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Ellen Schaffert

Drama and Theatre Studies, University of Nottingham

Thesis title:

Institutional Diversity: Representing Disability in the Contemporary Shakespeare Industry

Recently, the UK theatre industry has been criticised for its lack of diversity: onstage and within creative and administrative spheres. Responding to movements like #MeToo, #GiveArtistsAChance and #TheatresPullUpOrShutUp, institutions have worked to increase representation of communities marginalized by race, gender, sexuality, and disability, on and off-stage.

However, Shakespeare performance scholarship has raised concerns about the strategies of the Shakespeare industry to improve diversity. Julian and Solga (2021) and Williams (2019) point to the harm that ‘performative’ diversity can cause to implicated communities. Williams’s model of ‘incomplete dramaturgy’ offers tools for exploring how productions hailed as ‘progressive’ often fail to anticipate the implications of their choices, resulting in reinforcing harmful views. Most recent work on institutional diversity and contemporary Shakespeare performance (e.g. Jarrett-Macauley 2017, Power 2016, Rogers 2013, Thompson 2011) focuses on race, gender and sexuality. To date, there is no sustained study on disability in the contemporary Shakespeare industry that considers its place in all facets of performance. This thesis will fill this gap by interrogating the place of disability in a climate concerned with institutional diversity (as defined by Sara Ahmed) by asking:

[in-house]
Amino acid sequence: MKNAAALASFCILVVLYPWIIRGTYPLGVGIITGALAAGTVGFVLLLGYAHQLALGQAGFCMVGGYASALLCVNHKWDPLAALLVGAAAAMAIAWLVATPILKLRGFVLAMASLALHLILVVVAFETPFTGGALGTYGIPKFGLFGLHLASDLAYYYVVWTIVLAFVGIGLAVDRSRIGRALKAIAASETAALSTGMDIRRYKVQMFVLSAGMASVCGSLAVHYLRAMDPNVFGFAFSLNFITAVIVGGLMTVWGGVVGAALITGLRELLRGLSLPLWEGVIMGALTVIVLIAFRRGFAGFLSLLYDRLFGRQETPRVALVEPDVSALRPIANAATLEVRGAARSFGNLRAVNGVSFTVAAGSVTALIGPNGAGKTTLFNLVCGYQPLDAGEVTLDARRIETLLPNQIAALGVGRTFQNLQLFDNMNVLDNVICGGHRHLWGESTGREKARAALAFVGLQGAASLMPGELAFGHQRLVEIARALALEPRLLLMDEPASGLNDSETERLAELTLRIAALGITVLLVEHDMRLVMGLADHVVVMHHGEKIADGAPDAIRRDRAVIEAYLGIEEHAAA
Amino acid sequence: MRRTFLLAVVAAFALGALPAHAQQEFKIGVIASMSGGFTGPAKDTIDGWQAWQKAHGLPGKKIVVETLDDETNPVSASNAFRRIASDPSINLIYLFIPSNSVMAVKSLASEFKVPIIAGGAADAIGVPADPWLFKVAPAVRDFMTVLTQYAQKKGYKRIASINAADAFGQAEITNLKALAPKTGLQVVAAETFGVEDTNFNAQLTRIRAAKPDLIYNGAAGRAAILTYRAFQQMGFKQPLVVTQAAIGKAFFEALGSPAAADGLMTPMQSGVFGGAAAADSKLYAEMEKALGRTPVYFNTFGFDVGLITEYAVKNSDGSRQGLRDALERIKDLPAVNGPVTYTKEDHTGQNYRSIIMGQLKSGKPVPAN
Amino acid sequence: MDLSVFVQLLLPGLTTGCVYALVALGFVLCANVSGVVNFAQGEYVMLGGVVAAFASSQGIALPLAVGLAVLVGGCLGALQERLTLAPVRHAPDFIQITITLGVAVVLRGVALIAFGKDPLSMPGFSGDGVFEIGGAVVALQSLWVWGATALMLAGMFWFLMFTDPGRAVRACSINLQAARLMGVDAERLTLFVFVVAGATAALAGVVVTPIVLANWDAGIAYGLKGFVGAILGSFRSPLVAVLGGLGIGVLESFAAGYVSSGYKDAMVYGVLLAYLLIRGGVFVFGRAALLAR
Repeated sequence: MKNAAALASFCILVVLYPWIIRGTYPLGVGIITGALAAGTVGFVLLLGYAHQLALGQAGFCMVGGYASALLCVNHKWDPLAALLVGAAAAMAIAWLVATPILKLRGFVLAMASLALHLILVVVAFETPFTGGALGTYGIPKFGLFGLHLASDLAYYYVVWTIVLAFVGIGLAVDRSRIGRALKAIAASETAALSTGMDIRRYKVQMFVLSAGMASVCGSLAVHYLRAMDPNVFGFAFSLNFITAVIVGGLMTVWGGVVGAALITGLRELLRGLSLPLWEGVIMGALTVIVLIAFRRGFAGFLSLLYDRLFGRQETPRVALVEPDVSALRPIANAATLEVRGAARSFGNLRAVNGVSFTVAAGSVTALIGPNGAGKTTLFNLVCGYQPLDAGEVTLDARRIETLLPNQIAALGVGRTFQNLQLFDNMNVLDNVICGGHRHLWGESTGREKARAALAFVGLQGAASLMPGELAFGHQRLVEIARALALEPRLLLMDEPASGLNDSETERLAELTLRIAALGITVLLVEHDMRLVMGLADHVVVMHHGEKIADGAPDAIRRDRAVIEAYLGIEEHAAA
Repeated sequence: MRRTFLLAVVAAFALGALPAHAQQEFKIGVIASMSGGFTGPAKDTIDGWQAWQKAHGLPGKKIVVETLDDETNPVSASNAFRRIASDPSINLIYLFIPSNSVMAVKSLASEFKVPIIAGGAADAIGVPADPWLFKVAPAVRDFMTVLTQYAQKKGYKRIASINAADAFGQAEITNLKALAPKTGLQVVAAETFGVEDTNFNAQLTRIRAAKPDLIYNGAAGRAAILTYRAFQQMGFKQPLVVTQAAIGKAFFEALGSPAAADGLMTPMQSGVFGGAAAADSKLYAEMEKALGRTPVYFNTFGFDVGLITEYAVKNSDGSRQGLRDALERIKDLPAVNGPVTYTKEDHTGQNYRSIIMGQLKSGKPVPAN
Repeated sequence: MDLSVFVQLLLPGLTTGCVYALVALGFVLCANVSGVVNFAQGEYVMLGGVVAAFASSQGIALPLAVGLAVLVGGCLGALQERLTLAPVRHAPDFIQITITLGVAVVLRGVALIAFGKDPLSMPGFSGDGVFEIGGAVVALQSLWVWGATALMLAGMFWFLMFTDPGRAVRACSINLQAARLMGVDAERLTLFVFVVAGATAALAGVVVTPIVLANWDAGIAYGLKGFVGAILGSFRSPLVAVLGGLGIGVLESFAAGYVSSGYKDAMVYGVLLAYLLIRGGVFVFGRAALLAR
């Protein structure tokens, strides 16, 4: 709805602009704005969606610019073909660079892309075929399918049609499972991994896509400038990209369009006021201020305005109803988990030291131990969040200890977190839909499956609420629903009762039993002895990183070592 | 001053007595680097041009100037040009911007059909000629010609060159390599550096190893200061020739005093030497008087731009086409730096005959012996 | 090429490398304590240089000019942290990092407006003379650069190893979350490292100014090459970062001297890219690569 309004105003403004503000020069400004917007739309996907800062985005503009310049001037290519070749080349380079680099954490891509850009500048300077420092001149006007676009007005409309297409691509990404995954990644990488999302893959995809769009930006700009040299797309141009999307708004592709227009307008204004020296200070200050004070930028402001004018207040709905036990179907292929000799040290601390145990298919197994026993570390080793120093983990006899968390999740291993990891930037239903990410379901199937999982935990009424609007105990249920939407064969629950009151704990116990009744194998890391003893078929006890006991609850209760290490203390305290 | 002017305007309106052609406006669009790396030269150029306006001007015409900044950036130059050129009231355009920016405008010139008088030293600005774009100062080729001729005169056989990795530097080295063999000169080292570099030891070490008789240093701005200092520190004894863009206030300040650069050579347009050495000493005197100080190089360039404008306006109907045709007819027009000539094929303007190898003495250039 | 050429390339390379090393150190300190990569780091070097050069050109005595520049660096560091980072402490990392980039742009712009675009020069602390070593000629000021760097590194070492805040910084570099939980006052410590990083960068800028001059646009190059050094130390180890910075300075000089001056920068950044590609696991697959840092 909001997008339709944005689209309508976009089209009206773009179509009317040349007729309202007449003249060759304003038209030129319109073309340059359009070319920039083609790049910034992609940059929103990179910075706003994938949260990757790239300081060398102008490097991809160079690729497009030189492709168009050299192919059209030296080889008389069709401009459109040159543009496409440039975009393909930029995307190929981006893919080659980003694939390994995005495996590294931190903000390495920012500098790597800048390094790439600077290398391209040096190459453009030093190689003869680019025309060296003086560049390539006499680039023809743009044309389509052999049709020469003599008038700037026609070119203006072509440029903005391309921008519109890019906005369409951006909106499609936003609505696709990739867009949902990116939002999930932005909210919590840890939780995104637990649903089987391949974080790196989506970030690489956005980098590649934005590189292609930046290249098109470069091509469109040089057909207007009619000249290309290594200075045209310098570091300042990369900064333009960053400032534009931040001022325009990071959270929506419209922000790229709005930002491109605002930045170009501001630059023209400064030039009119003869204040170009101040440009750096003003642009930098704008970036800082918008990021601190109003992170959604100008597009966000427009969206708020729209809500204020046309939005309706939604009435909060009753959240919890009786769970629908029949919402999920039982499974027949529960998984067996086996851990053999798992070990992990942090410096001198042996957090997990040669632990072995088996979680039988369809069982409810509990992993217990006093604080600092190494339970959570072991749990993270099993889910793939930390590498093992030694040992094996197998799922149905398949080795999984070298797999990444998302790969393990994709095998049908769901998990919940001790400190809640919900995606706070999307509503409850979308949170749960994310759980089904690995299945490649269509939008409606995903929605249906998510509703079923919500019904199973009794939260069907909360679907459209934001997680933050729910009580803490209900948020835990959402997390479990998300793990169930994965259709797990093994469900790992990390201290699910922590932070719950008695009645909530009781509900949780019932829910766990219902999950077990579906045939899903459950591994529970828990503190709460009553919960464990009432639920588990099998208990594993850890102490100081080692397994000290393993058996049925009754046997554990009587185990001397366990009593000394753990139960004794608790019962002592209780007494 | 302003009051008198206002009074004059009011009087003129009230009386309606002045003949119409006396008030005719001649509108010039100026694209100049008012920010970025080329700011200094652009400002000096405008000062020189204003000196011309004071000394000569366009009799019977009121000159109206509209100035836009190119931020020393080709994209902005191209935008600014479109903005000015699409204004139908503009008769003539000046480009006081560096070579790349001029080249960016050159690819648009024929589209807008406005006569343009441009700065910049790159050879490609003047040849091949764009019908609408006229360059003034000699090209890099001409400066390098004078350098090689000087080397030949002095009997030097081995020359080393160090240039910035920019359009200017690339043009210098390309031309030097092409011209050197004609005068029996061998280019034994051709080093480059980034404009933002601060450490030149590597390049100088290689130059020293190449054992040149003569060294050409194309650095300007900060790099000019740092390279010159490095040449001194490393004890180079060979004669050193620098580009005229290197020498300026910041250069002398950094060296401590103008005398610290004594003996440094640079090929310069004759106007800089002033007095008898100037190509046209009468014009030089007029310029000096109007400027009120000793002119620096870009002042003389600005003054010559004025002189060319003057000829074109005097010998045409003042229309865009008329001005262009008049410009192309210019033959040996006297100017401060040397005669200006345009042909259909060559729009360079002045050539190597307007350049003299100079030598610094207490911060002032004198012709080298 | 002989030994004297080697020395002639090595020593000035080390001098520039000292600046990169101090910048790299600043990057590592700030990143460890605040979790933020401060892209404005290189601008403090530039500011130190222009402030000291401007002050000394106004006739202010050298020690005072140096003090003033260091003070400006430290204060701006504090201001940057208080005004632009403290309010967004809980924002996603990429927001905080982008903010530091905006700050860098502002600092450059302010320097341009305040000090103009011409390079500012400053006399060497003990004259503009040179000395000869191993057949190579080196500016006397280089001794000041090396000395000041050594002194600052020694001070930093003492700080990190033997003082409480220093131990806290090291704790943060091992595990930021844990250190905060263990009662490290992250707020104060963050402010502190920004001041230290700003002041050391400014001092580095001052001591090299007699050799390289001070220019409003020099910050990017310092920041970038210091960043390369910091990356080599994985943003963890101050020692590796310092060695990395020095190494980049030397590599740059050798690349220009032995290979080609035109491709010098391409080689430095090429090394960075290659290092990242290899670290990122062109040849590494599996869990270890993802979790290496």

• What is being done to represent Shakespeare’s disabled characters onstage, who is playing them, and what are the ramifications?
  • What strategies are being deployed to integrate disabled actors into Shakespearean performance? What are the implications?
  • What strategies are used to present Shakespeare to disabled audiences? What is their purpose, and what are their implications?
  • What strategies are implemented within the Shakespeare industry to include disabled people within its institutional diversity? What are the ramifications?

Research Area

  • Drama and Theatre Studies
  • Theatre and Society

Other Research Interests

  • Regional theatre (particularly Welsh and Irish theatre), in particular how productions intersect with concepts of Heterotopia and Sites of Memory.
  • Ecopoetry
  • Wider early modern performance, particularly the works of Christopher Marlowe.
  • Institutional diversity onstage more broadly.